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May 3, 2019, 10:51 a.m.
Audience & Social

“This world is just falling apart”: How actual news consumers grapple with fake news and (sometimes) tune out

“Even facts are opinions.”

The growing stream of reporting on and data about fake news, misinformation, partisan content, and news literacy is hard to keep up with. This weekly roundup offers the highlights of what you might have missed.

“Residents cycle between verifying information and disengaging from news to relieve stress.” In the International Journal for Communication, Temple University’s Andrea Wenzel looks at how consumers — in 13 focus groups across cities in California, Indiana, Kentucky, and New York — “navigate vast quantities of often conflicting information and misinformation about the state of their country and fellow residents.” (The focus groups, consisting of 58 participants in total, took place in 2017. Support came from Columbia’s Tow Center for Digital Journalism, where Wenzel is a fellow.)

The excerpts from the conversations are fascinating. Here are some:

As one California participant said regarding legacy media outlets ranging from Fox to the LA Times, “It’s hard to tell if it’s their opinion or news…Even facts are opinions.” For some participants, fake news had more to do with the absence or presence of partisan content. Several who identified as conservative put forward ideas of fake news that echoed President Trump’s referencing of the “fake news media.” When asked what he meant by “fake news,” Bob, a 67-year-old in Indiana, answered:

“Well, the stories that you’re hearing, that the other outlets aren’t providing. And when they hush up things, when you only see them playing certain things. You take Benghazi, you take a lot of these other things that were going on, and you only see two or three media outlets making people aware of it. And then you’ve got Fox News over here, and they’re letting you know what is going on.” For Bob, fake news was more about an absence: “Things that should have been put out there that weren’t put out there.” These stories, he argued, were needed to form an opinion. And outlets, apart from Fox, which he believed gave “both sides,” were withholding key information.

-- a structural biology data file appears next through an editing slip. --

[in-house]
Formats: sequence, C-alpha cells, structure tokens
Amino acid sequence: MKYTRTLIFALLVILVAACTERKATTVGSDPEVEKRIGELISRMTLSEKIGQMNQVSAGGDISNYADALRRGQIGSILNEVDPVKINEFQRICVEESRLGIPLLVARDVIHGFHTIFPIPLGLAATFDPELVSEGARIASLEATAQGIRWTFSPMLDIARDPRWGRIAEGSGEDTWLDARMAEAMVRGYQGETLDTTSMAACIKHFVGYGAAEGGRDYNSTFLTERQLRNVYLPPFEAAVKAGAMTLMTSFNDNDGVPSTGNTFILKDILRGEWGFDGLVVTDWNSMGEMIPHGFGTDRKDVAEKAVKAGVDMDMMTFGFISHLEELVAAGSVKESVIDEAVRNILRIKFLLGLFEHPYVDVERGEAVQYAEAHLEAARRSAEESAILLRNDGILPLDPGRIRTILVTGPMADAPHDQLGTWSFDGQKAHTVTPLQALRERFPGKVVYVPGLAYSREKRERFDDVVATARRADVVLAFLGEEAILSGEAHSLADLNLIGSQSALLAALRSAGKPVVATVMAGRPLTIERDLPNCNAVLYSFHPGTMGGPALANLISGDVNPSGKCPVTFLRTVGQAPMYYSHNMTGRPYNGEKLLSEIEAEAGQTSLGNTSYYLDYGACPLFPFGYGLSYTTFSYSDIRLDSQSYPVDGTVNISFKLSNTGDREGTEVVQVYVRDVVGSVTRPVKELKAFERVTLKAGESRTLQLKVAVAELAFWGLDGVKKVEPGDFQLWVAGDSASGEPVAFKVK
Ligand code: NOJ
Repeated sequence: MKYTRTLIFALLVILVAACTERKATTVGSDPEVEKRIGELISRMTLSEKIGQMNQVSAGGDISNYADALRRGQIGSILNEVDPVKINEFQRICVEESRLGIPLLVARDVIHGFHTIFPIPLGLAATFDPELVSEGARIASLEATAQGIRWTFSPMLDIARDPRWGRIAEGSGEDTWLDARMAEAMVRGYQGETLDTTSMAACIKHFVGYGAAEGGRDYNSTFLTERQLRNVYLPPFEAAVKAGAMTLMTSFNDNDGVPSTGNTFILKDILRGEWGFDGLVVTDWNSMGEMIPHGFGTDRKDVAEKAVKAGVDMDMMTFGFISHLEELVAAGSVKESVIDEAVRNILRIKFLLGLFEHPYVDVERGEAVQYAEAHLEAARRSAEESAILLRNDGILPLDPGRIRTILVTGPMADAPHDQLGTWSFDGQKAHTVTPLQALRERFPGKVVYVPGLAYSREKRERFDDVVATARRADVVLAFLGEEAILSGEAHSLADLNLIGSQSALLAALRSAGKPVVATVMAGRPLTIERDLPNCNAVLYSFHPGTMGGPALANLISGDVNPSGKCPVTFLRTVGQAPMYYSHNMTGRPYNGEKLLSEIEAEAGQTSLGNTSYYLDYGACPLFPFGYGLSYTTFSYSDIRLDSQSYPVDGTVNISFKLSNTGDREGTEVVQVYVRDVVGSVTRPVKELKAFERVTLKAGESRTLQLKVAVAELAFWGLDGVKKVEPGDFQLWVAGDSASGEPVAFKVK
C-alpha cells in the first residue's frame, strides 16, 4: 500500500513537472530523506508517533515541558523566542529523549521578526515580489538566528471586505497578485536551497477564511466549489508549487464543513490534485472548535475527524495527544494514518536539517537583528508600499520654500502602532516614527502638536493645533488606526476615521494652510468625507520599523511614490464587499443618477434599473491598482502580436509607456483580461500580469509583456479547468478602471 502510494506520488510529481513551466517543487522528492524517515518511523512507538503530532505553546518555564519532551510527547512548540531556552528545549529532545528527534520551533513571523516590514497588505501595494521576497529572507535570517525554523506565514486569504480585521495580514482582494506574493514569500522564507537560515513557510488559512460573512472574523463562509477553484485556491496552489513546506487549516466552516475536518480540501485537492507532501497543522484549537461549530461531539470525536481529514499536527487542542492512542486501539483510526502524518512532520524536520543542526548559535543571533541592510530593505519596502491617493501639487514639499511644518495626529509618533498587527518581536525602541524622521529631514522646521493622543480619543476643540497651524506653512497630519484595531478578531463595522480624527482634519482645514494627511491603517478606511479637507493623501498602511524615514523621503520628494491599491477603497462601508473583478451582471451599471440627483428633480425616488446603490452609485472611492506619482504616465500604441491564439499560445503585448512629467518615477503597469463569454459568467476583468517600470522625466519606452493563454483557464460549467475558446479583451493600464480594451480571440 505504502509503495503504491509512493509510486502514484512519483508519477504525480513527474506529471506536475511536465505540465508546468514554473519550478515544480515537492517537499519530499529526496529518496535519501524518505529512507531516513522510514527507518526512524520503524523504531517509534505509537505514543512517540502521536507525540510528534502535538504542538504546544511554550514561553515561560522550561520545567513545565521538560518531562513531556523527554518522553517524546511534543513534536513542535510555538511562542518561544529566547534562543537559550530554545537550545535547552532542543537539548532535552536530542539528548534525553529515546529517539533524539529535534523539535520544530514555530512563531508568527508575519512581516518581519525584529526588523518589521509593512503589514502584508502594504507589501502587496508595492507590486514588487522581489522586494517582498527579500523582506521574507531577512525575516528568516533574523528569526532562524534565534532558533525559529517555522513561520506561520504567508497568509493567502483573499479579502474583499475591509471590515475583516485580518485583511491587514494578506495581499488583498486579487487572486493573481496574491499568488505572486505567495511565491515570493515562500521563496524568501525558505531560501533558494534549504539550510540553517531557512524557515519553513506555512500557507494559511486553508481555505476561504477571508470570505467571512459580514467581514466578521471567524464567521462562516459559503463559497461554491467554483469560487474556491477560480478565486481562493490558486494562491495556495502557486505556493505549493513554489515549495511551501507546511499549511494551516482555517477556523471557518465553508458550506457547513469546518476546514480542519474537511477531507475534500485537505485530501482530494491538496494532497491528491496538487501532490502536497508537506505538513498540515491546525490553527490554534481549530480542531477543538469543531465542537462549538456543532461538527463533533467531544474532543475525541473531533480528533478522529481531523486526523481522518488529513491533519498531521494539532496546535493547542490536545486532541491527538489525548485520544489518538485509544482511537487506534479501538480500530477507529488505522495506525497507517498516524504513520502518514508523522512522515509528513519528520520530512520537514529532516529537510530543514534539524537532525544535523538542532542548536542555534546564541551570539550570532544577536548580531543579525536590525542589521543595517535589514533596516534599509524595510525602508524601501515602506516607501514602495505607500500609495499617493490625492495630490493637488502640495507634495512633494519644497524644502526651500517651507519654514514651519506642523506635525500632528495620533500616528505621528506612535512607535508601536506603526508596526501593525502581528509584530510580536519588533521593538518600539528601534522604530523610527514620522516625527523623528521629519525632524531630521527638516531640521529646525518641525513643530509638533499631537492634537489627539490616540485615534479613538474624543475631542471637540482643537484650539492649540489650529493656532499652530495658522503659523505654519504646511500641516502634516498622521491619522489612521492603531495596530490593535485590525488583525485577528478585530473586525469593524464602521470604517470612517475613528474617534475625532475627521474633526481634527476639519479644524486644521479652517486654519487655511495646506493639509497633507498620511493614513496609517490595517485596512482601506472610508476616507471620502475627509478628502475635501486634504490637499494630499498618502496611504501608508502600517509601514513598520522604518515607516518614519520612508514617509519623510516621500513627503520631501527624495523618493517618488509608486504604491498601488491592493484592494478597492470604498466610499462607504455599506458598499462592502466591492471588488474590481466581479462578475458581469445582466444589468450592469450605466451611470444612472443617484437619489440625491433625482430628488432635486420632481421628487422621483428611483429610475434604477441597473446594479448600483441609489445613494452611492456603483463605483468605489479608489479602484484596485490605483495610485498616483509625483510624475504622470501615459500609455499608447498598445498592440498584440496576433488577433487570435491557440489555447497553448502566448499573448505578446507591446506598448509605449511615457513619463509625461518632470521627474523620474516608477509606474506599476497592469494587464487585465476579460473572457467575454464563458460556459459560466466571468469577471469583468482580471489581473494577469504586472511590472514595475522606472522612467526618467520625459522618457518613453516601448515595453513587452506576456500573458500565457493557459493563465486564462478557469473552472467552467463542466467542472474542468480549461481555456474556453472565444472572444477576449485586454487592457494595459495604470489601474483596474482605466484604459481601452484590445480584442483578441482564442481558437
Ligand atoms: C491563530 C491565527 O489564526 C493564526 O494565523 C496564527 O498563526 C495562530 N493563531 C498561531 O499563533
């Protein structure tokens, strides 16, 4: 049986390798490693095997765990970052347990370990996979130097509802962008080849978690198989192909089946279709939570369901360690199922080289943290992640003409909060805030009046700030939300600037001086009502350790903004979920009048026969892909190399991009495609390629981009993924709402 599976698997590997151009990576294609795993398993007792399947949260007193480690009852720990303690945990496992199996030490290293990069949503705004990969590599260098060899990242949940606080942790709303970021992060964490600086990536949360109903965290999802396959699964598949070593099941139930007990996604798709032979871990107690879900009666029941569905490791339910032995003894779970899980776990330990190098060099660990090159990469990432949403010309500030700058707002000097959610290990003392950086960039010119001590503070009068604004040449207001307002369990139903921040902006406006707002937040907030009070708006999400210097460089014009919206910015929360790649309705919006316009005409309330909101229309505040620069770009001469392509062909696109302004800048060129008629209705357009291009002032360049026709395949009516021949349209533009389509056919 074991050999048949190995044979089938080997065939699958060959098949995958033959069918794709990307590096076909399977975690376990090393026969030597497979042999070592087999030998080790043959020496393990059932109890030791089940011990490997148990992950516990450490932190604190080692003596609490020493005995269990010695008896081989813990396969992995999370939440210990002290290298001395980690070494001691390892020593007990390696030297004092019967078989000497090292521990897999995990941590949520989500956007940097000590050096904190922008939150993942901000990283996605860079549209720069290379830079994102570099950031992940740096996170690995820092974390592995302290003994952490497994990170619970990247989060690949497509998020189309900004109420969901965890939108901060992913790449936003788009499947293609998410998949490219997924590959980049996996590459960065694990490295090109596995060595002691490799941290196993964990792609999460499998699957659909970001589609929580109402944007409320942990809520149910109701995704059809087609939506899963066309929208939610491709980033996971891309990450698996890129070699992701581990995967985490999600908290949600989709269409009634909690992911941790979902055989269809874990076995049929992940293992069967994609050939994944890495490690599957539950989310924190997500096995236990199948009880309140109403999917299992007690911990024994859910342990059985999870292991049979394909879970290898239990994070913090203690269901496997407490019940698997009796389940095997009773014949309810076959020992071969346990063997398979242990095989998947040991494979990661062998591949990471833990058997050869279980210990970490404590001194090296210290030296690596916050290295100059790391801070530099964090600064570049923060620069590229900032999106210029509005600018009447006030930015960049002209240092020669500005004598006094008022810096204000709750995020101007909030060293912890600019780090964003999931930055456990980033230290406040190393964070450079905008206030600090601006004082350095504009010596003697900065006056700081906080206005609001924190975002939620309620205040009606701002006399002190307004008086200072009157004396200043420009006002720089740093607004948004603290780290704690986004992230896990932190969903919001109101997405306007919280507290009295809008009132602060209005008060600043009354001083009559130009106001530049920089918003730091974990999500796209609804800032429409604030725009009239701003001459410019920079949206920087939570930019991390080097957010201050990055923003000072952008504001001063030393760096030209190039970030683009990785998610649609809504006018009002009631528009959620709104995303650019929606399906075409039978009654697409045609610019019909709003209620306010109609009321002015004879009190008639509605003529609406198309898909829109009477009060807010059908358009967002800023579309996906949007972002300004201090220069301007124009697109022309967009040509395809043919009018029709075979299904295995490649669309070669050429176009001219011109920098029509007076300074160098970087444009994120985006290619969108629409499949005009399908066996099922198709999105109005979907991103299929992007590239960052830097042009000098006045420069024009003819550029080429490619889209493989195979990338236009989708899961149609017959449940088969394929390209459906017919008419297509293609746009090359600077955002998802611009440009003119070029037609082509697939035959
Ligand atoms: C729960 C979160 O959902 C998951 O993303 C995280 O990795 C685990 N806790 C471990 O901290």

A 42-year-old Democrat in Indiana said:

I have to put my faith in some organization to at least, I can’t question everything that’s, I mean, I could, but I’d be a nutcase. Like, I have to put credibility in let’s say, CBS News and C-SPAN. Those are my credible news sources, but you know, I’m hearing that they’re not credible.

Another Indiana focus group member, “Jason,” responded, picking up on how hard it can feel to trust anything:

He said that while in the past, he had thought “you had to hang your hat on something,” he now was feeling closer to the rather more destabilizing idea that “there’s no such thing as truth.” For Jason, there was a fine line between feeling ambivalent about outlets but continuing to rely on them, and essentially giving up on the legitimacy of any outlet. He, like several others, felt himself sliding into a space of generalized mistrust.

And group members discussed how they check different sources — but it can be tiring and frustrating:

Brian, a 42-year-old in Indiana, explained that when he wanted to get more information about something he had heard, he would tend to directly visit the websites or television channels of “one of the big three ABC, or like CBS, or CNN.” In the same group, Todd said he would do a kind of cross-check: “I’ll check Yahoo. I’ll check Fox News. I’ll check CNN. I guess at that point I kind of do a combo, say is this kind of the same thing from all three?” Several participants referenced seeking out news sources associated with the “other” political side — generally through direct visits to legacy brands such as Fox or CNN. A few spoke of following politicians or campaigns they disagreed with on Twitter or Facebook, or being subscribed to email lists. However, several also spoke of feeling exhausted by this process. Todd, who shared his seemingly time-consuming cross-checking routine, explained, “At the end of the day, it’s like, well, got to go on with your daily life.”

Some participants held the actions taken by social media platforms in low regard. “As a participant who associated tech platforms with the left explained, ‘There’s nothing Facebook can do at this point to make me think that they’re impartial or balanced.'”

Participants also discussed disengagement with the news.